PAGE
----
Cheers when the vote was announced at Dublin Castle
The final vote in 40 local constituencies found a two-thirds majority for yes. The vote in all 40 constituencies was 66.40% yes for repeal and 33.60% no. The highest yes votes were in various parts of Dublin, as high as 78%. The only constituency with a no vote was Donegal: 48.13% yes and 51.87% no. The total turnout was 64.13% of the electorate.
Here is the response of the Abortion Support Network (ASN), sent by e-mail on 27 May to their supporters, expressing both celebration and already looking forward to what is yet to happen:
“We’re crying, we’re laughing, we’re possibly slightly hungover but we’re also . . . still answering the phone. While we are thrilled, delighted, bowled over, wowed and amazed at the results of the referendum, the ASN phone is still ringing.
“What? But the 8th was repealed!
“Yes, it was. IT WAS!! And in a mighty, mighty landslide that’s an utter triumph. But as hard as everyone worked to repeal the 8th, that’s all the referendum did – remove the bit of the Irish constitution that makes abortion legislation impossible.
“As of right now, abortion in Ireland is still illegal in almost all circumstances.
“And even when there is legal abortion available in Ireland, there will still be women and pregnant people who need abortion beyond 12 weeks, who fall through the cracks of legal provision or, for whatever reason, [may] need to travel to England for an abortion.”
Then, on 28 May, Catherine McGuinness, who was a member of the Irish Supreme Court between 2000 and 2006 and campaigned against the 8th Amendment in 1983, wrote in the Irish Times:
“I could not resist a moment of triumph, after all the 35 years. The scene in Dublin Castle on Saturday was amazing – faces full of delight, euphoria and at least some astonishment. There was real joy in the meeting of the men and women of 1983. I exchanged memories with Brendan Howlin who had shared with me the fight to defeat the amendment legislation in the Senate. We had so nearly won then. It has been a long 35 years. To the No campaign supporters we have to offer sympathy – we know what it feels like to lose.”
And on 29 May, the Irish Times reported that “A cross-party consensus has emerged to pass legislation to reform Ireland’s abortion laws through the parliament much more quickly than had been anticipated.” Whether this proves to be a pipedream in the coming months, and the question of whether it will be a law that meets women’s needs first and foremost, or the needs of politicians and doctors, remains to be seen.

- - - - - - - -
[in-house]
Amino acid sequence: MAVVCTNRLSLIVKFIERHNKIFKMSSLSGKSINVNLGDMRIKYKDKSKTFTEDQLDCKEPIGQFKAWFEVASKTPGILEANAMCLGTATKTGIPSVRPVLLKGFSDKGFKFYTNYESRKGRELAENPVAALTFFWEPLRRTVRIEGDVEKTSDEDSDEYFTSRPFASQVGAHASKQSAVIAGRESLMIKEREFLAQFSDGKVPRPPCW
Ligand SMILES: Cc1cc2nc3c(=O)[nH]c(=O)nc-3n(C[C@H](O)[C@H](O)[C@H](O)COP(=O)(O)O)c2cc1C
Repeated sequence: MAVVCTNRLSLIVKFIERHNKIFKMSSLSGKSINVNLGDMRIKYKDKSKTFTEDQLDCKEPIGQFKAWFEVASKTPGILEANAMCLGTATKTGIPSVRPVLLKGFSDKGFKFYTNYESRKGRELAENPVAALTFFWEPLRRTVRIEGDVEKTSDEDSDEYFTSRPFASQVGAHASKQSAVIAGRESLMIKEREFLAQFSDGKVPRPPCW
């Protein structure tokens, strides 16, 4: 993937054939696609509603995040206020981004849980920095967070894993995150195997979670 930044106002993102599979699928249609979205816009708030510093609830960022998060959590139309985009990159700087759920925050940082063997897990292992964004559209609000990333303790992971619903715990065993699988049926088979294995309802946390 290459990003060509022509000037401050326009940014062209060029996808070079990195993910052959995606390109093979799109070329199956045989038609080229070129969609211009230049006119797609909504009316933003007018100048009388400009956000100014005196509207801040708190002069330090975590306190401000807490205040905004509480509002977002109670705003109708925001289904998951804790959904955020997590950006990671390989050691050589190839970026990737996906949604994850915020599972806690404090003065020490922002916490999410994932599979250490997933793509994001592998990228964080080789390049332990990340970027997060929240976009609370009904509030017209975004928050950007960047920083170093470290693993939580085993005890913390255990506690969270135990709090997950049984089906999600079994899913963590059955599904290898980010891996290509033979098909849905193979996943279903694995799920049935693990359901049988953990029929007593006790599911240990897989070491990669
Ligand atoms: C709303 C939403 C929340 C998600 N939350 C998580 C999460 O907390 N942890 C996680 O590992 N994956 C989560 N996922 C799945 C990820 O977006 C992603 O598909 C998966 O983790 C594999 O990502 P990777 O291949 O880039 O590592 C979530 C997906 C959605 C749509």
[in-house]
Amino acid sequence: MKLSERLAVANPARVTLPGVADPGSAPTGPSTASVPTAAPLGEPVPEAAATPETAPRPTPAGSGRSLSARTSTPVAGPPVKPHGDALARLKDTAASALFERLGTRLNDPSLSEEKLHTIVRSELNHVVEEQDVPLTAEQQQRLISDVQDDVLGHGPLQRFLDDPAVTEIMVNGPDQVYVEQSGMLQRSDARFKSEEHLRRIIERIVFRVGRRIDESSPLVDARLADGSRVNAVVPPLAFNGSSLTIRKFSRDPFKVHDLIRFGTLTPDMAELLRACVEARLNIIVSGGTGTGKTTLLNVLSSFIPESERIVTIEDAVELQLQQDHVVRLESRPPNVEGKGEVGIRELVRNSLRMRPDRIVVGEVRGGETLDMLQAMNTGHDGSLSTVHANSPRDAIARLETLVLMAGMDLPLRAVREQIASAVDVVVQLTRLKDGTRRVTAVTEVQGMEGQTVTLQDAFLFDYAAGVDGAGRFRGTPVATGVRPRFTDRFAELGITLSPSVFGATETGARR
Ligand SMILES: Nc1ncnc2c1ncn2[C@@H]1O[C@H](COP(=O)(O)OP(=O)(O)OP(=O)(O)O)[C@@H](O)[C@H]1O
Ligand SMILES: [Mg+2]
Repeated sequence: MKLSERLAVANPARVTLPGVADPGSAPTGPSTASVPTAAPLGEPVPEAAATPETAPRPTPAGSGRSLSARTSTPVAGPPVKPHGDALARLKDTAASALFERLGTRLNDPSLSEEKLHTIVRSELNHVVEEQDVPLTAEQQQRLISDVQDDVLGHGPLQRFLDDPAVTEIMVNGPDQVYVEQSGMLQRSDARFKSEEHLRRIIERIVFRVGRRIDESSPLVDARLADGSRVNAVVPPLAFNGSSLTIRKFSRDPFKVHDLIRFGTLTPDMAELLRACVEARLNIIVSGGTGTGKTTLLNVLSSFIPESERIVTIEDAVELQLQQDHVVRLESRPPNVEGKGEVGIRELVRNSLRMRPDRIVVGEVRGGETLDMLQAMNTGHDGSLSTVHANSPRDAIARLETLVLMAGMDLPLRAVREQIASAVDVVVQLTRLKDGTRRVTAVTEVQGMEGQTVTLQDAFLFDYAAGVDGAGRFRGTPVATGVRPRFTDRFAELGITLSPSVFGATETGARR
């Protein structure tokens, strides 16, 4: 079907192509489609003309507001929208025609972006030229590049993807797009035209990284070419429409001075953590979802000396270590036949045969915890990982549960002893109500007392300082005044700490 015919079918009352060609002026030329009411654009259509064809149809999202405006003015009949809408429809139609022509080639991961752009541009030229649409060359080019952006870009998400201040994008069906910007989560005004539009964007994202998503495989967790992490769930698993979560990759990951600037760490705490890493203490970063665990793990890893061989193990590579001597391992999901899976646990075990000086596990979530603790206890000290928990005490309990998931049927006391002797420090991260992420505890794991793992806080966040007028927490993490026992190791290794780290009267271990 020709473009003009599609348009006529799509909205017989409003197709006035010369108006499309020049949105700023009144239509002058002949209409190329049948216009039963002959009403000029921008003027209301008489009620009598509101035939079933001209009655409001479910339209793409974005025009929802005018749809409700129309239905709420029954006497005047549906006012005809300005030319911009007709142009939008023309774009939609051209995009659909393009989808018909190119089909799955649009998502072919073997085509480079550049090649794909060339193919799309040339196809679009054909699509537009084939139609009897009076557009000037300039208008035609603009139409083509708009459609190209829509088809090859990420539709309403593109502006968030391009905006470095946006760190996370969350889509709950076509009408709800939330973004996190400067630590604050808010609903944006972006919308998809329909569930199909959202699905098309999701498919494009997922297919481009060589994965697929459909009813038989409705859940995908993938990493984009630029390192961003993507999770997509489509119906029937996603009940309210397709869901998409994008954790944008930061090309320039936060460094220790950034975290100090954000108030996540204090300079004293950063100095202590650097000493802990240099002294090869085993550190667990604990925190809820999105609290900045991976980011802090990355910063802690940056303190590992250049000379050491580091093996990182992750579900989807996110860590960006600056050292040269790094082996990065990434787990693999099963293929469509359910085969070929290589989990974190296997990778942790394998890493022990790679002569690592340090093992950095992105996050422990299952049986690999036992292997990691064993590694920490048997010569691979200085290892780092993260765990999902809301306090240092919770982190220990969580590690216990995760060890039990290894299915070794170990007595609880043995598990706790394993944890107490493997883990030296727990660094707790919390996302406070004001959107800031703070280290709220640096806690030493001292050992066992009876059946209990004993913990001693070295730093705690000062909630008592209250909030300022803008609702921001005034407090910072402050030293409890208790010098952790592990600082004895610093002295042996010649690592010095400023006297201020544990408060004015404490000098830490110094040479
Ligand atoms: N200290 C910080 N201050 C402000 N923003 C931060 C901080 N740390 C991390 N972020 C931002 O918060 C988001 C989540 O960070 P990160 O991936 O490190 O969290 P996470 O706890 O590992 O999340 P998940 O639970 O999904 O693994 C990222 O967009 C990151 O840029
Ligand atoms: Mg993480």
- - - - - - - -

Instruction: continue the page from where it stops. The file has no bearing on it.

Nandini Archer, Campaign press officer, reports: The influence of this event has been reflected in interest on the part of journalists in Latin America, North America and Africa, and a few in Asia, as well as the constant press of reports from Ireland, both in the run-up to and during and after the vote. This includes journalists from Clarin, Verso Books, Hindustan Times, Huffington Post Brasil, South China Morning Post, openDemocracy, Bustle, Times News Zambia, Thomson Reuters and Sky News. We received media enquiries from journalists based in Argentina, Zambia, Colombia, Brazil, South Africa, India, USA and UK. It seems that many journalists based in Africa and Asia were initially unaware of the significance of the referendum, but then we were inundated with enquiries from them when the exit polls were announced on Friday evening. Journalists in Latin America and USA were more informed but were most interested in relaying the results as they came out and were keen to draw parallels with abortion in the rest of the world.
There was an immense amount of support for #Repealthe8th on our social media sites, which soon turned into #Repealedthe8th. We had conversations online with advocates and (very excited) young people, and received retweets from a handful of influential groups and individuals, including UK Members of the European Parliament.
SOURCES: Abortion Support Network Newsletter, 27 May 2018 ; VIDEO: Martina Fitzgerald, RTE News, 26 May 2018